Danisco's emulsifiers sector is getting back on track after being affected by rising cost prices, but global supply issues have impacted heavily on its sweeteners division.
The Danish company released its financial results this week, which showed its texturants and sweeteners group brought in revenue of DKK 6,786m (€910m) down from DKK 6,891m (€924m) the previous year.
As with most ingredients companies, Danisco suffered under increasing raw material and energy costs. These have been blamed on dwindling supplies, increased demand, competition for the grain from biofuels, and competition from other producers arising from emerging markets.
"The soaring raw material prices hurt our emulsifier business particularly hard," said the company.
It managed to offset price increases by seeking compensation for cost increases, leading to solid double-digit growth rates for its emulsifiers towards the financial year.
It also built customer relations by helping to find more cost-efficient solutions for manufacturers through reformulation.
The strong growth in emulsifiers contributed to 1 per cent organic growth for its texturants and sweeteners business, which was also helped by moderate growth in its gums and systems operations.
The sector suffered under negative growth for sweeteners, with xylose production placed under pressure following last year's supply crisis. However, its Litesse sweetener performed well as a result of an improved regulatory environment, including FDA approval.
Xylitol sales hurt by declining demand
Xylitol is a cariostatic bulk sweetener, which is used as a sugar substitute and recognised for its unique dental benefits.
It has experienced remarkable growth since its commercialisation in the early 1970s, particularly due to its inclusion as a key ingredient in sugar free chewing gum with its cool refreshing taste and dental benefits.
To develop its xylitol business globally, Dansico expanded its xylose factory in Austria last December, enabling it to increase production by 50 per cent while improving sustainability.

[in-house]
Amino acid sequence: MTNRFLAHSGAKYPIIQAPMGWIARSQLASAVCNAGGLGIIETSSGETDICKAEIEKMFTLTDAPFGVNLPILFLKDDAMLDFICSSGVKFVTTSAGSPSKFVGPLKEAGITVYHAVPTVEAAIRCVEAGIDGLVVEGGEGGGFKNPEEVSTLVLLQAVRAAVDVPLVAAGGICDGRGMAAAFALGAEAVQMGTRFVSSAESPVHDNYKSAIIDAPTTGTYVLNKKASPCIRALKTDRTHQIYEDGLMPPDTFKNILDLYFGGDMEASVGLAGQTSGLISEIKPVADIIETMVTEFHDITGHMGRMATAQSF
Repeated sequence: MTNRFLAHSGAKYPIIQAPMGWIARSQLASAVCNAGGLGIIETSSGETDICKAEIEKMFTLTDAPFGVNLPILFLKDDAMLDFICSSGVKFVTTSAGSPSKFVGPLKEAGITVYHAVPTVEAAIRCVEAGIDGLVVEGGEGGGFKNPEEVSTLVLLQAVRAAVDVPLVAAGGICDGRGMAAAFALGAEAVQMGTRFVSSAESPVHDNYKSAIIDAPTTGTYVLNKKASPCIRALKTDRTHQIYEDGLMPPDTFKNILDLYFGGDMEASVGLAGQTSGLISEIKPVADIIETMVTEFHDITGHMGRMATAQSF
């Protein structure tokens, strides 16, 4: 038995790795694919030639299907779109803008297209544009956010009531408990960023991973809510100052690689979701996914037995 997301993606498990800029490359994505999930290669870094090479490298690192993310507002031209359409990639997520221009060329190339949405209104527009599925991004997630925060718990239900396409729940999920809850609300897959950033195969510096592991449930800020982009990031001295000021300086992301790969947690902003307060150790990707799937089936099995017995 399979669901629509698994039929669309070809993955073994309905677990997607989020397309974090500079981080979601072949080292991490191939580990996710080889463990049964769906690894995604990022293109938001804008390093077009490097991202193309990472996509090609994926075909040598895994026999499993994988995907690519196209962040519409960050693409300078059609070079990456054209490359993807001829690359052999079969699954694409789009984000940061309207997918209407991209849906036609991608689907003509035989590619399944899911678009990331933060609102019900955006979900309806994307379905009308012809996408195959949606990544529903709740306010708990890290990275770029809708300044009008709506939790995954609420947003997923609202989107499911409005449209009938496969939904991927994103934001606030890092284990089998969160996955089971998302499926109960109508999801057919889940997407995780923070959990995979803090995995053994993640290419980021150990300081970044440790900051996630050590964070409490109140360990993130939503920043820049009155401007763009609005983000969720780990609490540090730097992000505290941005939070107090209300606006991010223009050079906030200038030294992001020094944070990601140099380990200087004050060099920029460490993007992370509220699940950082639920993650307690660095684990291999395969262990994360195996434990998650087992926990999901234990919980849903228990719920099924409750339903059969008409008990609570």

However, demand has decreased for the sweetener because there was a global supply crisis last year, leading some customers to delay launches using the product or to reformulate out of xylitol.
At the same time, Danisco said it saw more capacity emerging from Chinese competitors.
The company said: "Our xylitol volumes remain under pressure on a Y/Y basis, but xylitol runs at a satisfactory level of profitability. We maintain our confidence in the long term earnings potential of the business even though we acknowledge that we are facing challenges ahead."
Sales for ingredients grew most in North America, where the company experienced a 7 per cent rise. This was mainly due to the company's Bio Ingredients growing at double digit rates, both in cultures and in Genecor. However, its texturants and sweeteners reported low single-digit growth.
In Europe, the ingredients sales grew by 3 per cent, negatively affected by a slight decline in texturants and sweeteners. In Asia-Pacific, the sector grew by 2 per cent.
The company has increased its investment in R&D by 6 per cent for the ingredients sector. A key landmark in its focus on innovation was the inauguration of its new Shanghai Research Centre in Asia, to bring together a wide range of R&D, sales and innovation activity.
Across the board, Danisco reported full year revenue of DKK18778m (€2517.4) for the year, compared to DKK 18802m (€2521m) for the year before. EBITDA before special items was DKK 3198m (€428.8m), compared to DKK 3078m (€412.7m).